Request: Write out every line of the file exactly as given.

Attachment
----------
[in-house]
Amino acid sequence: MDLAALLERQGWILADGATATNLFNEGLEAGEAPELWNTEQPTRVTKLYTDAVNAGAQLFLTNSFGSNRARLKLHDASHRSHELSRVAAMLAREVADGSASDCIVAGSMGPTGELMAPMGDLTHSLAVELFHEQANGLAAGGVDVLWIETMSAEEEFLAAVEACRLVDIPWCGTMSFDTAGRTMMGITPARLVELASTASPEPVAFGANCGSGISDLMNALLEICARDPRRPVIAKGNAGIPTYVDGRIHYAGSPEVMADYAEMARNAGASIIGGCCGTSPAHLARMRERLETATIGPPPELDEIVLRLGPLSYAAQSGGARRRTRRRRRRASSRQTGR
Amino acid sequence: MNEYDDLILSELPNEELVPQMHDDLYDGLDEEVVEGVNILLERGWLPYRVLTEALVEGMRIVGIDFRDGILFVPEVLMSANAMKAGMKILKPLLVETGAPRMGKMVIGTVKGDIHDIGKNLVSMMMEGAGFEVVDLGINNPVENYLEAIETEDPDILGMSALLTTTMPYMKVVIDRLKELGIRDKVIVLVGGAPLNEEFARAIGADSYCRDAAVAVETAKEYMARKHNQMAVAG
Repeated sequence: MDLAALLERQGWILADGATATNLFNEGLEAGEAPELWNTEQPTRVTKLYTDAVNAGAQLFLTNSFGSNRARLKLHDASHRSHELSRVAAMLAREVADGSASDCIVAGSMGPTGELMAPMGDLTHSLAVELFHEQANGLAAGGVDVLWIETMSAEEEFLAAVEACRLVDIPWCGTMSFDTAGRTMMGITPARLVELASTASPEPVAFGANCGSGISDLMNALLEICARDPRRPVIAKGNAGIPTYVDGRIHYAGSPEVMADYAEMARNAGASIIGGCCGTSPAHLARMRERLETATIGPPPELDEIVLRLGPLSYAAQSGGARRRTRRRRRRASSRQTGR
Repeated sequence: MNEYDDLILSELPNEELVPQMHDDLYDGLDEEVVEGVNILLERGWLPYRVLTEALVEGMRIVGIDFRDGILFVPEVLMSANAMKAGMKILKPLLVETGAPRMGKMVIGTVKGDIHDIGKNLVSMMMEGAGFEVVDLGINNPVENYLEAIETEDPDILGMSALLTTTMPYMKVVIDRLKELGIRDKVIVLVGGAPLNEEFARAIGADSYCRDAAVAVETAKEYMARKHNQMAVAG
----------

[in-house]
Amino acid sequence: MDLAALLERQGWILADGATATNLFNEGLEAGEAPELWNTEQPTRVTKLYTDAVNAGAQLFLTNSFGSNRARLKLHDASHRSHELSRVAAMLAREVADGSASDCIVAGSMGPTGELMAPMGDLTHSLAVELFHEQANGLAAGGVDVLWIETMSAEEEFLAAVEACRLVDIPWCGTMSFDTAGRTMMGITPARLVELASTASPEPVAFGANCGSGISDLMNALLEICARDPRRPVIAKGNAGIPTYVDGRIHYAGSPEVMADYAEMARNAGASIIGGCCGTSPAHLARMRERLETATIGPPPELDEIVLRLGPLSYAAQSGGARRRTRRRRRRASSRQTGR
Amino acid sequence: MNEYDDLILSELPNEELVPQMHDDLYDGLDEEVVEGVNILLERGWLPYRVLTEALVEGMRIVGIDFRDGILFVPEVLMSANAMKAGMKILKPLLVETGAPRMGKMVIGTVKGDIHDIGKNLVSMMMEGAGFEVVDLGINNPVENYLEAIETEDPDILGMSALLTTTMPYMKVVIDRLKELGIRDKVIVLVGGAPLNEEFARAIGADSYCRDAAVAVETAKEYMARKHNQMAVAG
Repeated sequence: MDLAALLERQGWILADGATATNLFNEGLEAGEAPELWNTEQPTRVTKLYTDAVNAGAQLFLTNSFGSNRARLKLHDASHRSHELSRVAAMLAREVADGSASDCIVAGSMGPTGELMAPMGDLTHSLAVELFHEQANGLAAGGVDVLWIETMSAEEEFLAAVEACRLVDIPWCGTMSFDTAGRTMMGITPARLVELASTASPEPVAFGANCGSGISDLMNALLEICARDPRRPVIAKGNAGIPTYVDGRIHYAGSPEVMADYAEMARNAGASIIGGCCGTSPAHLARMRERLETATIGPPPELDEIVLRLGPLSYAAQSGGARRRTRRRRRRASSRQTGR
Repeated sequence: MNEYDDLILSELPNEELVPQMHDDLYDGLDEEVVEGVNILLERGWLPYRVLTEALVEGMRIVGIDFRDGILFVPEVLMSANAMKAGMKILKPLLVETGAPRMGKMVIGTVKGDIHDIGKNLVSMMMEGAGFEVVDLGINNPVENYLEAIETEDPDILGMSALLTTTMPYMKVVIDRLKELGIRDKVIVLVGGAPLNEEFARAIGADSYCRDAAVAVETAKEYMARKHNQMAVAG